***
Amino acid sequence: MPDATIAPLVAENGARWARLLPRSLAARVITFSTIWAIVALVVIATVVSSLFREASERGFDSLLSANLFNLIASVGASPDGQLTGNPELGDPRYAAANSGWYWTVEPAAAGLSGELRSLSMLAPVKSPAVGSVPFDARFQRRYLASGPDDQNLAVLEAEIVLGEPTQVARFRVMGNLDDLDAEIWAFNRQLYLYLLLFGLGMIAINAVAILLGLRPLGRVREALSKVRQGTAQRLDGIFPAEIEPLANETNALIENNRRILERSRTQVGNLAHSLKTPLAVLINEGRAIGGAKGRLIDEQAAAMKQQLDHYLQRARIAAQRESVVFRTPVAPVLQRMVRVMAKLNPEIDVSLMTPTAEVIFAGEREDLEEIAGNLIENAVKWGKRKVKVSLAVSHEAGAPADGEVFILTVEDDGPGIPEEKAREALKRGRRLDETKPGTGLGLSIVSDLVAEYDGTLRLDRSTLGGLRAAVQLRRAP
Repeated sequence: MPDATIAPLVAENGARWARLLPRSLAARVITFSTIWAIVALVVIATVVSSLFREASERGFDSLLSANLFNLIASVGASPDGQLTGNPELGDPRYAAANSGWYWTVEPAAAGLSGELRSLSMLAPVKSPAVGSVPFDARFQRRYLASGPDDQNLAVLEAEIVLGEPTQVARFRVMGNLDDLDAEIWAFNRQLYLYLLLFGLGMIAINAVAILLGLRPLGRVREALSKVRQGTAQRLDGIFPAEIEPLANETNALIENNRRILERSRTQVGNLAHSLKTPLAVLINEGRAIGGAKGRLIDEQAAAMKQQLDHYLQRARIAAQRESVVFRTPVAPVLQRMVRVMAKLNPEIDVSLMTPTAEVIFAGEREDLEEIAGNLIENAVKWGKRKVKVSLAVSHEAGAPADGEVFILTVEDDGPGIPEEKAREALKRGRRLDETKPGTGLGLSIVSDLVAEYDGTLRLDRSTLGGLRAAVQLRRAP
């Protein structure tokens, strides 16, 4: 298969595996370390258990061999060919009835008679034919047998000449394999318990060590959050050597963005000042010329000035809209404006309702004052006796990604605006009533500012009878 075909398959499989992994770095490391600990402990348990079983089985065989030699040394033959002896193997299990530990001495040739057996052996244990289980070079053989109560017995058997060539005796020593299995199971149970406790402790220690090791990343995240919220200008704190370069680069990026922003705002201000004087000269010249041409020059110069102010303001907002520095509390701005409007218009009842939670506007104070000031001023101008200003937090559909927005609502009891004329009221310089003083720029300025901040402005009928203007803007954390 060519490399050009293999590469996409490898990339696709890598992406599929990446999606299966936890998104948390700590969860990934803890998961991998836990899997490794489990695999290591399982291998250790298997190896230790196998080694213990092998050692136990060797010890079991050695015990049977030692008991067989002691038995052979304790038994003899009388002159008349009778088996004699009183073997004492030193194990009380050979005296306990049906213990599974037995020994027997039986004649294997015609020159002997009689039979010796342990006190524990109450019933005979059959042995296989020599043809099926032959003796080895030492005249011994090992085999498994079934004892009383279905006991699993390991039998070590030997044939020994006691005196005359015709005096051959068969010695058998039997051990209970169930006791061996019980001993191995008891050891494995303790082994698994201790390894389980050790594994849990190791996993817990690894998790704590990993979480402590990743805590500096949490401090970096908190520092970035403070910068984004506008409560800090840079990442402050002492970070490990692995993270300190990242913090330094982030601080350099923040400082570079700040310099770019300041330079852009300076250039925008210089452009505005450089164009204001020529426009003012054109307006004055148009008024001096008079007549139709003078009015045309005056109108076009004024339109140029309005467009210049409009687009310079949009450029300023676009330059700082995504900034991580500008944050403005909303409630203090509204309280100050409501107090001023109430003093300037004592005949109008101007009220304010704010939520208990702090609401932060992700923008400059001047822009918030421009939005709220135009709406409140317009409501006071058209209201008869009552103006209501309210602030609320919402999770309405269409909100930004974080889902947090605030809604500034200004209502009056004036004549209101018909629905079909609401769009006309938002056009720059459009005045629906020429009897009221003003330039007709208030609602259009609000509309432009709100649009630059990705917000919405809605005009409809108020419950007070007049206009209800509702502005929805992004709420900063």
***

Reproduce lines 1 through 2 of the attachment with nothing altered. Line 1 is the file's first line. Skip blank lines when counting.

Amino acid sequence: MPDATIAPLVAENGARWARLLPRSLAARVITFSTIWAIVALVVIATVVSSLFREASERGFDSLLSANLFNLIASVGASPDGQLTGNPELGDPRYAAANSGWYWTVEPAAAGLSGELRSLSMLAPVKSPAVGSVPFDARFQRRYLASGPDDQNLAVLEAEIVLGEPTQVARFRVMGNLDDLDAEIWAFNRQLYLYLLLFGLGMIAINAVAILLGLRPLGRVREALSKVRQGTAQRLDGIFPAEIEPLANETNALIENNRRILERSRTQVGNLAHSLKTPLAVLINEGRAIGGAKGRLIDEQAAAMKQQLDHYLQRARIAAQRESVVFRTPVAPVLQRMVRVMAKLNPEIDVSLMTPTAEVIFAGEREDLEEIAGNLIENAVKWGKRKVKVSLAVSHEAGAPADGEVFILTVEDDGPGIPEEKAREALKRGRRLDETKPGTGLGLSIVSDLVAEYDGTLRLDRSTLGGLRAAVQLRRAP
Repeated sequence: MPDATIAPLVAENGARWARLLPRSLAARVITFSTIWAIVALVVIATVVSSLFREASERGFDSLLSANLFNLIASVGASPDGQLTGNPELGDPRYAAANSGWYWTVEPAAAGLSGELRSLSMLAPVKSPAVGSVPFDARFQRRYLASGPDDQNLAVLEAEIVLGEPTQVARFRVMGNLDDLDAEIWAFNRQLYLYLLLFGLGMIAINAVAILLGLRPLGRVREALSKVRQGTAQRLDGIFPAEIEPLANETNALIENNRRILERSRTQVGNLAHSLKTPLAVLINEGRAIGGAKGRLIDEQAAAMKQQLDHYLQRARIAAQRESVVFRTPVAPVLQRMVRVMAKLNPEIDVSLMTPTAEVIFAGEREDLEEIAGNLIENAVKWGKRKVKVSLAVSHEAGAPADGEVFILTVEDDGPGIPEEKAREALKRGRRLDETKPGTGLGLSIVSDLVAEYDGTLRLDRSTLGGLRAAVQLRRAP